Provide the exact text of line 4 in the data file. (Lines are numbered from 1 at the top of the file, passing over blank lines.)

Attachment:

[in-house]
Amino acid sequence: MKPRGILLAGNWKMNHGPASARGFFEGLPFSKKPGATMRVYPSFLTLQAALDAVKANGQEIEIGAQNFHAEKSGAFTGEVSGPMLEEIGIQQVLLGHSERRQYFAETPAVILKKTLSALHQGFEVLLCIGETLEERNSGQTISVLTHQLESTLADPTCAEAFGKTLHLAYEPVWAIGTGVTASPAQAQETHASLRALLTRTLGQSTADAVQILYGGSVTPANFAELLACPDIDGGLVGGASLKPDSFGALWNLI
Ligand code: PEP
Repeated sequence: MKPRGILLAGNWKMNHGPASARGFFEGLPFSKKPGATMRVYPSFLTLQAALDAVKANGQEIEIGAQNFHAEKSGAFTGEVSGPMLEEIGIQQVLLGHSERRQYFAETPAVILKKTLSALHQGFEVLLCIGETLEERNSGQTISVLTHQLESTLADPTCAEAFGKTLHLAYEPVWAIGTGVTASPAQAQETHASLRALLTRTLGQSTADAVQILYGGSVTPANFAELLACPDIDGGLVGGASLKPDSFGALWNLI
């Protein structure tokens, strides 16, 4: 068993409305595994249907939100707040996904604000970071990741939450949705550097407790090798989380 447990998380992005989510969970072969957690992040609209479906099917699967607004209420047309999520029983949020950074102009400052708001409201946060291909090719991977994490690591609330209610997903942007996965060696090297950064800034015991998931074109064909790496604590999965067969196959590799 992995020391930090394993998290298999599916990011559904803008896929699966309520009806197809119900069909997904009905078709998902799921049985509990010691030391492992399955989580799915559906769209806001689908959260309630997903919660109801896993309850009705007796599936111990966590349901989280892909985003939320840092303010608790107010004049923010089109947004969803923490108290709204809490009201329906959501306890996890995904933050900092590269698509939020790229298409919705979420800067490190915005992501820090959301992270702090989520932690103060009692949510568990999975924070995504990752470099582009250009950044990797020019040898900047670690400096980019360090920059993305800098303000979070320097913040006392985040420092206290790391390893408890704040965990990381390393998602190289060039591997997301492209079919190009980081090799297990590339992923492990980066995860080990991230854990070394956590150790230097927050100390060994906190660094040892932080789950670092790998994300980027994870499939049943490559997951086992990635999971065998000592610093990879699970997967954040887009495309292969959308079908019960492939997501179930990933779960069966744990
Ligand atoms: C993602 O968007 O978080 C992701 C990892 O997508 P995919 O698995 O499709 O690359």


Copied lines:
Repeated sequence: MKPRGILLAGNWKMNHGPASARGFFEGLPFSKKPGATMRVYPSFLTLQAALDAVKANGQEIEIGAQNFHAEKSGAFTGEVSGPMLEEIGIQQVLLGHSERRQYFAETPAVILKKTLSALHQGFEVLLCIGETLEERNSGQTISVLTHQLESTLADPTCAEAFGKTLHLAYEPVWAIGTGVTASPAQAQETHASLRALLTRTLGQSTADAVQILYGGSVTPANFAELLACPDIDGGLVGGASLKPDSFGALWNLI